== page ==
Using new analytical solutions to the Diffusivity equation for arbitrarily-oriented line sources/sinks plus superposition, we analyze the time for inter-fracture communication development, i.e. interference, and productivity index for both classical bi-wing fractures in a zipper configuration and complex fracture networks. We are able to map both pressure and pressure temporal derivative as a function of time and space for production and/or injection from parallel motherbores under the infinite conductivity wellbore and fracture assumption. The infinite conductivity assumption could be later relaxed for more general cases.
We couch the results in terms of geometrical spacing requirement for both horizontal wells and stimulation treatments to achieve reasonable time frames for inter-fracture communication and sweep for parameters typical of various shale plays. We further analyze whether spacing currently considered for primary production is sufficient for direct implementation of EOR or if current practice should be modified with EOR in the field development plan.
Compositional reservoir simulation plays a vital role in the development of conventional and unconventional reservoirs. Two major building blocks of compositional simulation are phase behavior and fluid transport computations. The oil and gas reserves and flow of reservoir fluids are strongly dependent on phase behavior. In conventional reservoirs, capillary pressure is relatively small and is typically ignored in phase behavior calculations. However, large capillary pressure values are encountered in tight formations such as shales; and therefore, its effects should not be ignored in phase equilibria calculations. Neglecting the effects of capillary pressure on phase behavior can lead to an inaccurate estimation of original oil and gas in place as well as recovery performance. In spite of this, the effect of capillary pressure on phase behavior in tight reservoirs has not been well studied using compositional simulation, especially for hydraulically-fractured reservoirs.
In this paper, we develop a new compositional reservoir simulator capable of modeling discrete fractures and incorporating the effect of capillary pressure on phase behavior. Large-scale natural and hydraulic fractures in tight rocks and shales are modeled with a technique called Embedded Discrete Fracture Model (EDFM) where fractures are modeled explicitly without using local grid refinement or an unstructured grid. Flow of hydrocarbons occurs simultaneously within similar and different porosity types. Capillary pressure is considered in both flow and flash calculations, where simulations also include variable pore size as a function of gas saturation in each grid block. We examine the impact of capillary pressure on the original oil in place and cumulative oil production for different initial reservoir pressures (above and below the bubble-point pressure) on Bakken and Eagle Ford fluids. The importance of capillary pressure on both flow and flash calculations from hydraulically fractured horizontal wells during primary depletion in fractured tight reservoirs using Bakken fluid composition is demonstrated.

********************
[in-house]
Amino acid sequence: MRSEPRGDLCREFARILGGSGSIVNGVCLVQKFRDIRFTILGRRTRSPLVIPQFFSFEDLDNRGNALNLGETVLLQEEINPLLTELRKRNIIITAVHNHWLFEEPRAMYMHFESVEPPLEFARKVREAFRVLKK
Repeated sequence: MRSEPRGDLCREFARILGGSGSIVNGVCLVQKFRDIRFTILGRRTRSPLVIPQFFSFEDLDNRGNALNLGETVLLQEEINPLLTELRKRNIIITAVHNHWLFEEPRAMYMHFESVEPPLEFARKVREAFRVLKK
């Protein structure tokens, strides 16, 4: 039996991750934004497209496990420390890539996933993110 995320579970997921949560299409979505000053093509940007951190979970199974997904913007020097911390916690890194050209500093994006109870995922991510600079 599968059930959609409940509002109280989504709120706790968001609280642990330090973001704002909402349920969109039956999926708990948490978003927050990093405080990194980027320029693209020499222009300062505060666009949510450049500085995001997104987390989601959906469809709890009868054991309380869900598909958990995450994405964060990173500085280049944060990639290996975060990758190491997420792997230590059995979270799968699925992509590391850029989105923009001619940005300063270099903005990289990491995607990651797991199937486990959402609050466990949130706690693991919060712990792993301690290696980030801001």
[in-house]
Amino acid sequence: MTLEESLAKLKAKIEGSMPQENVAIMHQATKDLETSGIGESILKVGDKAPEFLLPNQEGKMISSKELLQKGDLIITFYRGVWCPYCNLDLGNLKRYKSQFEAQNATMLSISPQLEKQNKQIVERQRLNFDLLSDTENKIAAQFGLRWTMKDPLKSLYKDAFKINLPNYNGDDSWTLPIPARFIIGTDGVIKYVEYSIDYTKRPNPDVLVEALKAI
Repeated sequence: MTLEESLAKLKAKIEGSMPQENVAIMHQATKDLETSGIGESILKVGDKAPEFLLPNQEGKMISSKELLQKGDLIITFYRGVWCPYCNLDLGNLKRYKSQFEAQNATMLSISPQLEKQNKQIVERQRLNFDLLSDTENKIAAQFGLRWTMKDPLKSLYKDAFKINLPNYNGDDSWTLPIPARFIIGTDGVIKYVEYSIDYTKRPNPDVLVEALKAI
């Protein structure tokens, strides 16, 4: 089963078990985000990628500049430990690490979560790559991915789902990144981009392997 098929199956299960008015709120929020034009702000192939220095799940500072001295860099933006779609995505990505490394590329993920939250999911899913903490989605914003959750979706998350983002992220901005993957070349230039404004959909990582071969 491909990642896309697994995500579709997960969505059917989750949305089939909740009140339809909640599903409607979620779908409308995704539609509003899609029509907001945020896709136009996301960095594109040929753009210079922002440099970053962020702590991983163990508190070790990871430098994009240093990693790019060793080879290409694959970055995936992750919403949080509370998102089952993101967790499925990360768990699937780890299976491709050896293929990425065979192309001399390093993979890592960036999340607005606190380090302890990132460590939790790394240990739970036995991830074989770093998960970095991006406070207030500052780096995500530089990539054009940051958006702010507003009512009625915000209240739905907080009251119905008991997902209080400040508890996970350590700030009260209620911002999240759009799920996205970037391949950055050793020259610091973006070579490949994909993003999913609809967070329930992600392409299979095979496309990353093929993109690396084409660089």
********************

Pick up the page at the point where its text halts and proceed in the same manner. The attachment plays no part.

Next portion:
Phase behavior calculations show that bubble-point pressure is suppressed allowing the production to remain in the single-phase region for a longer period of time and altering phase compositions and fluid properties such as density and viscosity of equilibrium liquid and vapor. The results show that bubble-point suppression is larger in the Eagle Ford shale than for Bakken. When capillary pressure is considered, we found an increase in original oil in place up to 4.1% for Bakken and 46.33% for the Eagle Ford crude. Depending on the initial reservoir pressure, cumulative primary production after one year increases owing to capillary pressure by approximately 9.0 – 38.2% for Bakken oil and 7.2 – 154% for Eagle Ford oil. The recovery increase caused by capillary pressure becomes more significant when reservoir pressure is far below bubble-point pressure. The simulation results with hydraulically fractured wells give similar recovery differences; cumulative oil production after 1 year is 3.5 – 5.2% greater when capillary pressure is considered in phase behavior calculations for Bakken.
Three-phase relative permeability can vary greatly from two-phase relative permeability as mechanisms such as flow coupling, double displacement, and layer drainage flow regime play a role in three-phase flow. These are on top of the dependency of three-phase relative permeability on two saturations and saturation path/history. The net result is that it is difficult to model/predict relative permeabilities in three-phase space. In this work, we present three-phase oil relative permeability data measured along 11 saturation paths, in a water-wet consolidated (Berea sandstone) and unconsolidated (sandpack) porous media. These saturation paths cover a wide swath of the three-phase saturation space, providing a better physical understanding of the complete three-phase phase space. Three different oils (crude oil, mineral oil, and n-octane) are used in the experiments; the varying viscosities, spreading coefficients, and composition of the oils allows us to investigate the effect of different drainage mechanisms on relative permeability curves. Our data show that there are significant variations between the curves depending on the media, final water saturation, and fluids. In particular, when the media and fluids are held constant, oil relative permeability can vary an order of magnitude at the same oil saturation, depending on the initial condition and water saturation. We find that within each media, all the curves represent a similar shape, but reach to a different residual saturation. This suggests that residual oil saturation is the key parameter in observed relative permeability differences along different saturation paths. We examine this hypothesis with the most common three-phase relative permeability models, i.e. Saturation Weighted Interpolation, Stone I and II, where we vary residual oil saturation to fit the experimental data. We find that if residual oil saturation is used as a fitting parameter, the models predict experimental data well. Otherwise, without varying residual oil saturation, these relative permeability models perform poorly in predicting experimental data.